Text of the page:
British dance improviser Charlie Morrissey speaks, in his teaching, of the “myth of separation”–the idea that as movers we would be separate from what moves us. On the contrary, he calls to the recognition of a being-moved that precedes any moving. As French movement theorist Hubert Godard pointed out[3], this separation has been systematically instituted by our Western civilization at least since the Renaissance, with the double invention of perspectiva artificialis and modern anatomy. In the Italian schools of perspective, one learned how to represent a world separated from the viewer, that he could dominate in a single all-encompassing point of view. This contrasted with the prevailing use of painting and art in general as icons, that is instantiations of Saints meant to move the viewer closer to the one true God. At around the same time, Vesalius was proposing what became the foundation of our ideas about the human body. In his Fabrica, he included and described the first images of the inner mechanisms (muscle, bones, organs) that contributed in shaping our ideas about ourselves as automatons, minds (matos) able to move by themselves (auto), as the pilot in its ship. This contrasted, in its turn, to the reigning conception of animal physiology as a physiology of receptivity or sensibility, where the question was: what is moving the mover? The shift in perspective allowed for discoveries in the functioning of the body that the previous system didn't permit. But it also created an imbalance in our conception of what moving can mean, as we started to give priority to the individual's agency, instead of seeing the individual as an agencement, that is a weaving of relations.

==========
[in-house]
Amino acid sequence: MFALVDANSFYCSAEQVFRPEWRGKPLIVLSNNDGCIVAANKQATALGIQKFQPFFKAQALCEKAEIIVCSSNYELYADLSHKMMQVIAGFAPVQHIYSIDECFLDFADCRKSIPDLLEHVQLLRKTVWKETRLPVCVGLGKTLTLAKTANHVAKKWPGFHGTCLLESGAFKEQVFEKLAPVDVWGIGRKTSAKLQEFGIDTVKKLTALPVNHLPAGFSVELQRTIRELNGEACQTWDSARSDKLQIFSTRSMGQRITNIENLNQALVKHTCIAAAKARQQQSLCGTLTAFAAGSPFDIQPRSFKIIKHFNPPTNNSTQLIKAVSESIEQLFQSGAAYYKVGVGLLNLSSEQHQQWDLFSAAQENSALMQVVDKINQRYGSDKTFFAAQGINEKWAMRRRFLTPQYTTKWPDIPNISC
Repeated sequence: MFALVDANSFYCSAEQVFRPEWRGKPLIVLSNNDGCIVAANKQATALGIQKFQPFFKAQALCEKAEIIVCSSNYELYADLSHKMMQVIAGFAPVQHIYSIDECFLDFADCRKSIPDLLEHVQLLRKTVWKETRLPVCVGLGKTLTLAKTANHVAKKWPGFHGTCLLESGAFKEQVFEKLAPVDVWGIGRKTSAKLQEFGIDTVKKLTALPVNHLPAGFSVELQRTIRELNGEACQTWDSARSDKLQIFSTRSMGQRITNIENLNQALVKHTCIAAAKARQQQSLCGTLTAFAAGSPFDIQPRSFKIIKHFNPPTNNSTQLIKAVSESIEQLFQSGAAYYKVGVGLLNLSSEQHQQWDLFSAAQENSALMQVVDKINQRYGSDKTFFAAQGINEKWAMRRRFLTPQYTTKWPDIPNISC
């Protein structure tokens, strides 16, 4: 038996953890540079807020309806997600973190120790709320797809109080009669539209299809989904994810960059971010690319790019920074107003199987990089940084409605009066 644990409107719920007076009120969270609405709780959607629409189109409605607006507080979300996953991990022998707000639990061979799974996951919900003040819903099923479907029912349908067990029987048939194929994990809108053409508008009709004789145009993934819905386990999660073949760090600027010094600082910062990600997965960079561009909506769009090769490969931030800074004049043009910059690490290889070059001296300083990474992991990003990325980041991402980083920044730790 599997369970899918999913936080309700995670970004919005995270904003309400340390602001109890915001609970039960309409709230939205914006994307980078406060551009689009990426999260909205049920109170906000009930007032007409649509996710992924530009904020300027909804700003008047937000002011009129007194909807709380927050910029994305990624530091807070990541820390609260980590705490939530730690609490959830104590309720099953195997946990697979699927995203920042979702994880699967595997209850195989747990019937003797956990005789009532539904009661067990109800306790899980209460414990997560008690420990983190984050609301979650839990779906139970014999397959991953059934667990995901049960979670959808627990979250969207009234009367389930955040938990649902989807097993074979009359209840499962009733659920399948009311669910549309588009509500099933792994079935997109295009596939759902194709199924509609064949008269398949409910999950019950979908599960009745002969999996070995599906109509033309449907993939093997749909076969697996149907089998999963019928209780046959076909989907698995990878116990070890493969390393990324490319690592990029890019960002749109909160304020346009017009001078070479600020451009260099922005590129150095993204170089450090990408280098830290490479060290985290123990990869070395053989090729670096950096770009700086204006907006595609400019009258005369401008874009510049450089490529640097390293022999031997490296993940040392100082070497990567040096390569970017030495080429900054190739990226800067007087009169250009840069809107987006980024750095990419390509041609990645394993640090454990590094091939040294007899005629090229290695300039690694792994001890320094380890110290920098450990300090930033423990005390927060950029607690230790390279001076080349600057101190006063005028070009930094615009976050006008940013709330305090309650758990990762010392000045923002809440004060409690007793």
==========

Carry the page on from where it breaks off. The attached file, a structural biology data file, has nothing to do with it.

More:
Steve Paxton, who was one of Charlie Morrissey's first teachers at Dartington College in the 1980s, provides a form of antidote to the myth of separation. “Solo dancing, he says, does not exist:a dancer dances with the floor: add another dancer, you will have a quartet: each dancer with each other, and each dancer with the floor[4].” Dancing is a sharing of ground, it is a diageology: a way found or researched through the dialogue with the Earth and its gravitational embrace.